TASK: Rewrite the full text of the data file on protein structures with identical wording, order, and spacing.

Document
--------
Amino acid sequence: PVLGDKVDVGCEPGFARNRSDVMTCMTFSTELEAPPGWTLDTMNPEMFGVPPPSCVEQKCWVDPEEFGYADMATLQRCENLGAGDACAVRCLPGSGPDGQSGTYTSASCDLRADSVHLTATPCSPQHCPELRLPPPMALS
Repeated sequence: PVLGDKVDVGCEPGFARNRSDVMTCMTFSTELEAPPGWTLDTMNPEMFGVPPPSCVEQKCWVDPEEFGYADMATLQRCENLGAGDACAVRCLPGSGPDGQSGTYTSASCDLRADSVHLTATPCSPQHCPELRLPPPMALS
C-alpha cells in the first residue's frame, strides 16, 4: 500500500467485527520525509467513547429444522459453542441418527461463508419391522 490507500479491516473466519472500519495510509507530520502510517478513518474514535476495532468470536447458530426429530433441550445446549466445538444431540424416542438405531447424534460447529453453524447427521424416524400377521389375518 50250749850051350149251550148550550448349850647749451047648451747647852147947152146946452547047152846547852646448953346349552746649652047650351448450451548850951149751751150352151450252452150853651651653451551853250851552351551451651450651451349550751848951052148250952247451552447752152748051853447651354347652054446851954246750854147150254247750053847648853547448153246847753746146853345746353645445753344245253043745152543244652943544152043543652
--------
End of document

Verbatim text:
Amino acid sequence: PVLGDKVDVGCEPGFARNRSDVMTCMTFSTELEAPPGWTLDTMNPEMFGVPPPSCVEQKCWVDPEEFGYADMATLQRCENLGAGDACAVRCLPGSGPDGQSGTYTSASCDLRADSVHLTATPCSPQHCPELRLPPPMALS
Repeated sequence: PVLGDKVDVGCEPGFARNRSDVMTCMTFSTELEAPPGWTLDTMNPEMFGVPPPSCVEQKCWVDPEEFGYADMATLQRCENLGAGDACAVRCLPGSGPDGQSGTYTSASCDLRADSVHLTATPCSPQHCPELRLPPPMALS
C-alpha cells in the first residue's frame, strides 16, 4: 500500500467485527520525509467513547429444522459453542441418527461463508419391522 490507500479491516473466519472500519495510509507530520502510517478513518474514535476495532468470536447458530426429530433441550445446549466445538444431540424416542438405531447424534460447529453453524447427521424416524400377521389375518 50250749850051350149251550148550550448349850647749451047648451747647852147947152146946452547047152846547852646448953346349552746649652047650351448450451548850951149751751150352151450252452150853651651653451551853250851552351551451651450651451349550751848951052148250952247451552447752152748051853447651354347652054446851954246750854147150254247750053847648853547448153246847753746146853345746353645445753344245253043745152543244652943544152043543652